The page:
Archive for September, 2012


Let Them Eat Cake! In the Ambulance! (The Problem with Romney’s Money, part 2)

September 27, 2012

I said in my last post that Mitt Romney’s wealth doesn’t disqualify him from the presidency, but that his attitude about his wealth, and the way he has let it shape his world view, are real problems. Not only does Romney have an incredible sense of entitlement, and a blindness to the privileges that have made his success possible, he also seems completely oblivious to the way ordinary Americans live.

A leader has the capacity of vision, the ability to see where things are headed before people in general see those things. That vision is typically a product, in part not just of their skill and brilliance, but even more of their experience, their life experience. And so if you’re looking for a leader to guide an economy, you hope that you have someone who didn’t just study it in school, but someone who’s actually lived in the economy.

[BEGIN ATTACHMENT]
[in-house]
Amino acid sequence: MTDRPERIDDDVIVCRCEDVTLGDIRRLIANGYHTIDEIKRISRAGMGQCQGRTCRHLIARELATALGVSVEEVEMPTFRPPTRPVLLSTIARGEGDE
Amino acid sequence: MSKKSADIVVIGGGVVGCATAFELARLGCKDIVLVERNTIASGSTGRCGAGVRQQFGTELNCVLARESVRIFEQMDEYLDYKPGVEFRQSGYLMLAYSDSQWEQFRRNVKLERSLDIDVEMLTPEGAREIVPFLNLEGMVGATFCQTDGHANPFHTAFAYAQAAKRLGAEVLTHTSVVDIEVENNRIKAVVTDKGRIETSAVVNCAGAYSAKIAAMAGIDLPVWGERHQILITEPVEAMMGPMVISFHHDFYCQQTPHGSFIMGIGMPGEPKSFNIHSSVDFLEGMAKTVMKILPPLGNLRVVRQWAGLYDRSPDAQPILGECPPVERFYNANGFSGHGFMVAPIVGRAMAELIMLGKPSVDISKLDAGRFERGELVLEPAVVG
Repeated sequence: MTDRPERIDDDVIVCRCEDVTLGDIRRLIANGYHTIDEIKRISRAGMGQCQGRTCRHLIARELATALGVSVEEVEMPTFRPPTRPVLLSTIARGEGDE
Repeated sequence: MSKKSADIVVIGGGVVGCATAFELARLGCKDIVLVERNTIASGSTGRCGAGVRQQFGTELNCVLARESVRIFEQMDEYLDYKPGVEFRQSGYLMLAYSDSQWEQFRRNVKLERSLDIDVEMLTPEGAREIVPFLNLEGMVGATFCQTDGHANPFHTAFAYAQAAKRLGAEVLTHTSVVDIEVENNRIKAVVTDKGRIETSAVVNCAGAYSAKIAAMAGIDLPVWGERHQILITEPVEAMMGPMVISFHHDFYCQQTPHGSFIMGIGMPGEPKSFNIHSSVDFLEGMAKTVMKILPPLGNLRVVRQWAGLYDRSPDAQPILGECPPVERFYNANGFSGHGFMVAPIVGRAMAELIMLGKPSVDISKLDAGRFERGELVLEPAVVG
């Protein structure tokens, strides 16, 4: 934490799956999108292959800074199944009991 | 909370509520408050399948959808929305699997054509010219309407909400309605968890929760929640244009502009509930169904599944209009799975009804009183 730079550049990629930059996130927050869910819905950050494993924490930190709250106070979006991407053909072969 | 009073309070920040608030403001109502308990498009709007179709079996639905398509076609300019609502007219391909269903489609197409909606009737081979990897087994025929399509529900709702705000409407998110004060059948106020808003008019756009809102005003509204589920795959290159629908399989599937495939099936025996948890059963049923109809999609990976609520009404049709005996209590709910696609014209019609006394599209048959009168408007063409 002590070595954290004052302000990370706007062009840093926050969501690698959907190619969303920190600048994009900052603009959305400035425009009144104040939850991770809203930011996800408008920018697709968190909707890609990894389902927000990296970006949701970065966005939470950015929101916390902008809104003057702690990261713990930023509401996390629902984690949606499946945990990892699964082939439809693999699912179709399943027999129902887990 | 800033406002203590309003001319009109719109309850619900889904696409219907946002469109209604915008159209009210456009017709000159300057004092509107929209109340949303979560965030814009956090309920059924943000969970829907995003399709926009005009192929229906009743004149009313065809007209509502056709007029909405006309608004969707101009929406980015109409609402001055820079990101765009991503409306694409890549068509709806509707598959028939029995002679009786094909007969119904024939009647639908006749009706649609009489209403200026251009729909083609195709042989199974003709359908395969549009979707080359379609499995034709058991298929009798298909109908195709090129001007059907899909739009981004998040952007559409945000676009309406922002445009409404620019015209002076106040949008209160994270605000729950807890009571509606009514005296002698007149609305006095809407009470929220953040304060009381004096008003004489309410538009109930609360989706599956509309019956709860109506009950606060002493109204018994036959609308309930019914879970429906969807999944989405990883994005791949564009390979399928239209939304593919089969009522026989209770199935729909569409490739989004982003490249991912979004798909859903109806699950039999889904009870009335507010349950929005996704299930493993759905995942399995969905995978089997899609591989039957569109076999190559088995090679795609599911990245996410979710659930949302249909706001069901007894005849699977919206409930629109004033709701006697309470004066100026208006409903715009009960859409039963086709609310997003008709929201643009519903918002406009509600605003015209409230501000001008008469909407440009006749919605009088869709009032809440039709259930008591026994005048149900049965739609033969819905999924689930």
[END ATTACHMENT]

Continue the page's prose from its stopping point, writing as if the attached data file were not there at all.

That’s Mitt Romney, making a fine case against a Romney presidency on 60 Minutes. Romney’s great privilege has made his life experience so unlike that of most Americans, but that’s only the tip of the iceberg. The real problem is that he has risen to his party nomination for POTUS without showing any curiosity about how it is that most Americans live. This has led to some amazingly tone-deaf pronouncements from the candidate. “I like to fire people.” If you can’t afford college, “borrow money from your parents.” From the 60 Minutes interview, his plan for middle class tax relief – “eliminating the tax for middle-income families on interest, dividends, and capital gains” – as if these were even on the radar for most of us. And of course this gem:

Well, we do provide care for people who don’t have insurance, people — we — if someone has a heart attack, they don’t sit in their apartment and — and die. We — we pick them up in an ambulance, and take them to the hospital, and give them care.